I joined a team of archeologists in 2002 to look for more samples of ancient petroglyphs and register them on the National Heritage List.

We could find an amazing collection of rock arts — about 23,000 pieces — in 31 historical sites. The exact geographical location of the artifacts has been identified by Iranian researchers and we are ready to provide any interested archeologists — both from the country and abroad — with precise information about our findings.

How could you determine the age of artifacts? Has any foreign researcher worked on them?

We have discovered one of the world’s largest collections of petroglyphs, which include rock arts pertaining to different ages. The rich variety of rock arts provides the researcher with an opportunity to gain knowledge about the development of script throughout history.

For example, there are samples dating back to between 250 and 40,800 years ago, which can shed light on the history of pictogram and the emergence of inhabitants in the region who were the first to use alphabets.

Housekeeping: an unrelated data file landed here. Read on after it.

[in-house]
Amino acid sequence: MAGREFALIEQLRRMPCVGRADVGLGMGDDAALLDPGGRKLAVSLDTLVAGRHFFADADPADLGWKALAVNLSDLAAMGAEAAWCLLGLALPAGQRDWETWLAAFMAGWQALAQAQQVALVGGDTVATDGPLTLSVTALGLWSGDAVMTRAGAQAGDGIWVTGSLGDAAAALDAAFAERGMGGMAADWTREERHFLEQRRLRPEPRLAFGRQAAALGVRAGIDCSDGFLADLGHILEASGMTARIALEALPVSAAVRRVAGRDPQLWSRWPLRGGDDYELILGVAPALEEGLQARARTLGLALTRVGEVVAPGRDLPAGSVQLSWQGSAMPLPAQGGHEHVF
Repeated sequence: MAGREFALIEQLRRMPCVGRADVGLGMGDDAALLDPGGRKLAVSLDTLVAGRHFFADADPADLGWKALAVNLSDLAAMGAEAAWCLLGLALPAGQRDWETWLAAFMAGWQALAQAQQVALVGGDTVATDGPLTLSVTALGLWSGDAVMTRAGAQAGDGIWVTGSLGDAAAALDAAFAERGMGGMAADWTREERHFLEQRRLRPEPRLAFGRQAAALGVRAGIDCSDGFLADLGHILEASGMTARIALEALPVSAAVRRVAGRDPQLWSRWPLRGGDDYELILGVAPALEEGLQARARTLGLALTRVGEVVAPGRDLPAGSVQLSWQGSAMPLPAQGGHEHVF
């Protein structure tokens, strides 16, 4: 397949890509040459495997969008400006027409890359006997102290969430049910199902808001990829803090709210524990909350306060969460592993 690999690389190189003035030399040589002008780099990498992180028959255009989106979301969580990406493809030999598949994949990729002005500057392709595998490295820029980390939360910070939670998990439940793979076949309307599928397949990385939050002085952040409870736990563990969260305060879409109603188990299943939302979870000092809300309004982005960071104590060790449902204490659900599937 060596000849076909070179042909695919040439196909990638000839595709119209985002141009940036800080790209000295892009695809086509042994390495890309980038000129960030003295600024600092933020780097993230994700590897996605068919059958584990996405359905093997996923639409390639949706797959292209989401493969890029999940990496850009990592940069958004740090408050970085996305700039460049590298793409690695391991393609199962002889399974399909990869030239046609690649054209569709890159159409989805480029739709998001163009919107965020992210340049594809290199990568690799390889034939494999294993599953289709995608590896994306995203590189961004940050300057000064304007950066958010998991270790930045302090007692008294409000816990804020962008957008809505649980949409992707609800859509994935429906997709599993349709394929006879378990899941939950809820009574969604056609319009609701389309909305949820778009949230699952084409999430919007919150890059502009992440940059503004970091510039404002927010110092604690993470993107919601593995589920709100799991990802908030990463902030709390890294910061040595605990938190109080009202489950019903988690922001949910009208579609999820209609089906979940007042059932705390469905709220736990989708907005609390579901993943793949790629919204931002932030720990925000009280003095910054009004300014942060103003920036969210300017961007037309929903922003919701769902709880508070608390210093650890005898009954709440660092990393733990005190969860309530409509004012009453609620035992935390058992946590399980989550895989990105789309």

The age of rock arts was determined by applying the most modern technology used by researchers across the globe. The percentage of error of the technique is 10 years.

A researcher from Belgium, who had worked on art paintings of ‘Yafteh Cave’ in Lorestan province for years, revealed in an article that “based on evidences gathered from Yafteh Cave in Iran’s Lorestan province, it can no longer be claimed that Africa is the birthplace of human beings”.

Petroglyphs also revealed that the Aryans settled in Iran more than 3,000 years ago, longer than what was thought earlier.

Based on evidences collected from Yafteh Cave and other petroglyphs that were found in Lorestan and Markazi provinces, the theory that Europeans have Asian background is strengthened.